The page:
Industrial Automation

What is a Pneumatic Cylinder? – Principles, Types, Applications

Pneumatic Cylinder

  A pneumatic cylinder is a special type device that uses the energy created by compressed gas to create a force for alternating linear motion. Since that “pneuma” is the Greek word for air, a pneumatic cylinder may also be called an air cylinder.

         A force is applied into the piston, pushing it in the desired direction, very much like hydraulic cylinders. A disc or a cylinder serves as the pneumatic cylinder’s piston. The piston rod transfers the developed force to the object that has to be moved. Due to its cleanliness, silence, and need for little fluid storage space, a small percentage of engineers like this system.

Characteristics of Pneumatic cylinder

Pneumatic cylinder general characteristics include:

  • Stroke length of 1 mm to 2 m
  • Available force of 2 KN to 30 KN
  • Piston speed of 0.02 mm to 2 m/s.

Cylinder Construction

         There are several minor parts as well, including seals, bearings, guiding bands, permanent magnets, and pistons and piston rods. The main parts are the cylinder barrel, bearing cap, end cap, piston, and piston rod.

Cylinder Construction

         All of these components are part of the aforementioned five components that constitute a conventional cylinder.

Cylinder Barrels

         They were originally “simply” tubes. Nonetheless, the majority of cylinders today use extruded profiles rather than tubes. The benefit is that a profile can be utilized for extra purposes.

  • Installing the sensors.
  • The ability to mount attachment pieces
  • Pressurizing double-acting cylinders just one way

Piston Rods

  • The component that conveys the force and movement of the cylinder to the outside is the piston rod.
  • For the purpose of connecting to other customer components, the piston rod tip typically features a thread.


  • The actual movement in the cylinder is accomplished by the piston, which is attached to the piston rod.
  • The piston must perform more than just a movement, though. Between the front and back cylinder chambers, it creates a seal.
  • The piston also needs to transform the kinetic remaining energy in the final position. Moreover, the bearing and end caps are important.

Bearing Caps

  • The bearing cap serves as both a bearing and a sealing point for the piston rod while also closing the cylinder (cylinder barrel) on one side.
  • Usually, the bearing cap houses one of the air connectors.

End caps

  • The end cap secures the other side of the cylinder (Cylinder Barrel).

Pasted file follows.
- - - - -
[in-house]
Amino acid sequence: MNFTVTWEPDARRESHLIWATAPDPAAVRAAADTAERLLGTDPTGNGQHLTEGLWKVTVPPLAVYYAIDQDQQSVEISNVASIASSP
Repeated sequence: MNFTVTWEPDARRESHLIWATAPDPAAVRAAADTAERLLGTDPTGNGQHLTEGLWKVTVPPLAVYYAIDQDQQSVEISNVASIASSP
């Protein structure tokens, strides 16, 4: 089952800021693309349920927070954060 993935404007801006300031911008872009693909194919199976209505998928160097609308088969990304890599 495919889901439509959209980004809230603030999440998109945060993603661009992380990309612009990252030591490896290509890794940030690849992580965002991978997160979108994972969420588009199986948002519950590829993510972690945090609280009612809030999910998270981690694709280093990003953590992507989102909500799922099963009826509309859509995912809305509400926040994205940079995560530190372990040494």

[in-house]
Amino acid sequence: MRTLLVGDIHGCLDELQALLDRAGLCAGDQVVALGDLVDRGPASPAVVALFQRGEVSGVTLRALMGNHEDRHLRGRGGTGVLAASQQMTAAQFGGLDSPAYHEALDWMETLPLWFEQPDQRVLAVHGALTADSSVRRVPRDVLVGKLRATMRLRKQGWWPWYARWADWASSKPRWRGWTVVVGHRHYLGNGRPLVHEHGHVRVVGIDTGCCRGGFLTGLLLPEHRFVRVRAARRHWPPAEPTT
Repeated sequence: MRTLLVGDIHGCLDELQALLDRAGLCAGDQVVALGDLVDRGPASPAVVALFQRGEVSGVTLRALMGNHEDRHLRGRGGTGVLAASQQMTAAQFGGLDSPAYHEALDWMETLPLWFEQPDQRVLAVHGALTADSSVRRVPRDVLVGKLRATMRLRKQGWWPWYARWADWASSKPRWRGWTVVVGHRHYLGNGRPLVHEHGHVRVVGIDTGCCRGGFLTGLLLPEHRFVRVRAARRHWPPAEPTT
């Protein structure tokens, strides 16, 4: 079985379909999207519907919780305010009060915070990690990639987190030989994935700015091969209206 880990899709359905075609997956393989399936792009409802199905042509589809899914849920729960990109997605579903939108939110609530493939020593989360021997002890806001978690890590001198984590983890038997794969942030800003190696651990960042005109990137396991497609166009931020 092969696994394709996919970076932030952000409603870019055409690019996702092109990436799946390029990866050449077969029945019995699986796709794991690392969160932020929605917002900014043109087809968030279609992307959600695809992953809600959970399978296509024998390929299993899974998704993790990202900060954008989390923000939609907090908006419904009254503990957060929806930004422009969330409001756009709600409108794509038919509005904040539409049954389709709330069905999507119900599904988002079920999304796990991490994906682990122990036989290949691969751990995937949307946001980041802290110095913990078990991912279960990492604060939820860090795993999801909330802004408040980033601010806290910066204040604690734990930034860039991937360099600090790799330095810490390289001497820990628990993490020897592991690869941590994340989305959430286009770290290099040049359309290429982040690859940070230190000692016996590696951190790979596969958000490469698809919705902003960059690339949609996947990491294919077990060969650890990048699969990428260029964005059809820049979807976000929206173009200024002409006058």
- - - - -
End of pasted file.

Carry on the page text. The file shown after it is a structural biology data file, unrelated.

• The end cap is often where the second air connection is found.

Different Forms of Pneumatic Cylinder

  • The cylinders’ size, shape, and composition vary according to the use for which they are intended. Pneumatic cylinders can be made from a variety of materials, including stainless steel, steel, nickel-plated brass, and aluminum.
  • The selection of materials for the devices involves considering a variety of factors, including the quantity of loads, a particular stroke length, temperature, and humidity. The devices are also available in a variety of body designs.

Different forms of body constructions offered depending on the job specification

  • Flanged-type cylinders cylinder have fixed flanges on the ends. The most prevalent type of cylinder structure is a tie rod cylinder, which is used to support a wide range of weights. They have also been shown to be the safest form to use.
    • Threaded end cylinders have a tendency to have the ends attached to the tube body.
    • One-piece welded cylinders, which are crimped or welded to the tube at the ends.

General Types of Pneumatic cylinder

The basic types of pneumatic cylinders are

  • Single-acting cylinders
  • Double-acting cylinders
  • Telescoping cylinders

Single-acting cylinders

  • Single-acting cylinders (SAC) operate under pressure created by compressed air.
  • SAC cylinders typically have relatively little extension because of how much room the compressed spring occupies.

Double-acting cylinders

  • Air pressure is used by double-acting cylinders (DAC) to retract strokes and change range. This cylinder is composed of two air-intake ports.
  • Each has an outstroke and an instroke.

Telescopic Cylinder

  • Single-acting and double-acting telescoping cylinders are also referred to as telescopic cylinders.
  • They are frequently used for applications where the piston must experience little side loading since their designs enable substantially longer strokes.

Single, Double & Reverse Acting Cylinder

         Cylinders come in single acting, double acting, and reverse acting varieties. Double acting is the most typical, followed by single acting. Reverse-acting gets employed very rarely.

Operating Modes of Pneumatic Cylinder

Types of Cylinder

The pneumatic cylinders are further classified into following types.

  • Cylinders with piston rod
  • Diaphragm & Rolling Diaphragm Cylinders